"Well, that's not the case only in Iowa," Schieffer said.
"I was trying to be kind there," Thompson said.
John Edwards failed to land a key endorsement in the Iowa caucuses, when the Des Moines Register editorial board backed Hillary Clinton - this almost four years after the paper endorsed Edwards in the last Democratic primary.
But the former senator from North Carolina said he had a major disagreement with the paper over dealing with corporate power.
"I think their view was, you work with them, you engage with them," Edwards said to Schieffer. "I think some of the huge corporate power and interests that exist in Washington, you have to take them on and be willing to fight them, if you actually want to bring about change in this country."
In fact, he dismissed the editorial's description of his "harsh, anti-corporate rhetoric" which the paper said "would make it difficult to work with the business community to forge change."
"We just had a fundamental disagreement about that," he said.
On working with the business community to forge change, he said, "If that were effective, we'd already have change.
"I just think the balance is completely out of whack. And I think if we don't have a Teddy Roosevelt kind of president or a Harry Truman kind of president who is ready to take those entrenched, well-financed interests on, it's going to be impossible to bring about change."
The Register non-endorsement comes the same week Edwards is featured on the cover of Newsweek, labeled "The Sleeper." The article describes how, due to arcane caucus rules, Edwards's campaign momentum in Iowa's smaller counties may carry him to victory, despite the stronger showing of Clinton and Barack Obama in the state's larger cities.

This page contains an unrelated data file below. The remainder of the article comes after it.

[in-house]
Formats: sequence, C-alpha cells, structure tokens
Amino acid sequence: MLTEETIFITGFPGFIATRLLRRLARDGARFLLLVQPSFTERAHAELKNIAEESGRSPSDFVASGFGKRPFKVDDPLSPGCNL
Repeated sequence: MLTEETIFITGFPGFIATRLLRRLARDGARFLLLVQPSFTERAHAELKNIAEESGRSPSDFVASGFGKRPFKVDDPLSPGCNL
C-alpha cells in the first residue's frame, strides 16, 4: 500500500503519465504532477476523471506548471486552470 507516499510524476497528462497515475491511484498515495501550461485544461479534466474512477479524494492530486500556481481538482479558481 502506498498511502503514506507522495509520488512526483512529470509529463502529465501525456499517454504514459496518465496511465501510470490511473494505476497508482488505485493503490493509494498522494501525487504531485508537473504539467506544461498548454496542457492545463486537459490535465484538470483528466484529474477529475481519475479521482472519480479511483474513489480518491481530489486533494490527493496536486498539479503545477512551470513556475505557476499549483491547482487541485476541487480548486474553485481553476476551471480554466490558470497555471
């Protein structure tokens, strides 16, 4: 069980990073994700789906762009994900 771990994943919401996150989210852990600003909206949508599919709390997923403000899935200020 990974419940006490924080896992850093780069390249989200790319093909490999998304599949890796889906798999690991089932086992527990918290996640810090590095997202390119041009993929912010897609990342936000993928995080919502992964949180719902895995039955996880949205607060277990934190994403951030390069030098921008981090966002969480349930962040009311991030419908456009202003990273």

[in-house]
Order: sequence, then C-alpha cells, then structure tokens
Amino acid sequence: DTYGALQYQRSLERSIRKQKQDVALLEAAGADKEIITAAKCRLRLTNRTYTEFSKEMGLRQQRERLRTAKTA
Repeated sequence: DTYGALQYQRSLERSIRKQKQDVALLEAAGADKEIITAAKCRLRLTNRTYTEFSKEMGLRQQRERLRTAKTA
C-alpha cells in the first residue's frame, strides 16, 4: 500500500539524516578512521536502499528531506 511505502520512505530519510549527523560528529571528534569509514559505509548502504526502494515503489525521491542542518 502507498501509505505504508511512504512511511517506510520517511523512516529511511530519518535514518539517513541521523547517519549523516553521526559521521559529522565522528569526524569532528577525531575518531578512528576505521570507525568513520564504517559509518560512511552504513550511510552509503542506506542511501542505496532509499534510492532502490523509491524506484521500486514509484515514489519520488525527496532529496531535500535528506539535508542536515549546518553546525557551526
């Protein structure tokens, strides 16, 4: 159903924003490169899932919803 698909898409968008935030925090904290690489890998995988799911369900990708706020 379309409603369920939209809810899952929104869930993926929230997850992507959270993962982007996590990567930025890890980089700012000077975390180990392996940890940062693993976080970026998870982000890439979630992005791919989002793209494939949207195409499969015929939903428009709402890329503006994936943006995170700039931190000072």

"I think what [Iowa voters] are looking for, Bob, is they just want to be treated fairly. They don't want to feel like their government and the way the government functions is being so distorted against their interests. They want a president of the United States and a candidate who will take these interests on to overcome these obstacles."
Edwards did back Obama against barbed criticisms leveled at the Illinois Senator by former President Bill Clinton, who suggested voters would not take a chance on a candidate with little experience on the national stage.
"I think that kind of criticism, just based on a paper resume record, is not legitimate," Edward said. "I think what you need to know is whether he's got the toughness, whether he's got the resilience, whether he's actually prepared, as you picture him in your head or any other candidate, me included - whether they have the command to be commander in chief and the leader of the free world.
"I think that's the test that has to be applied to all of us."
He did note philosophical differences between himself and both Obama and Clinton, in how, in his view, they would work within the current Washington system. "[Clinton] basically says the system in Washington works fine. She defends it. 'We can sort of maneuver our way through this system through the entrenched interests and the lobbyists and so forth and accomplish what needs to be accomplished.'
"I think that if those things worked, we'd have universal health care. We would have a different energy policy. We'd have a different tax policy. We'd have a different trade policy."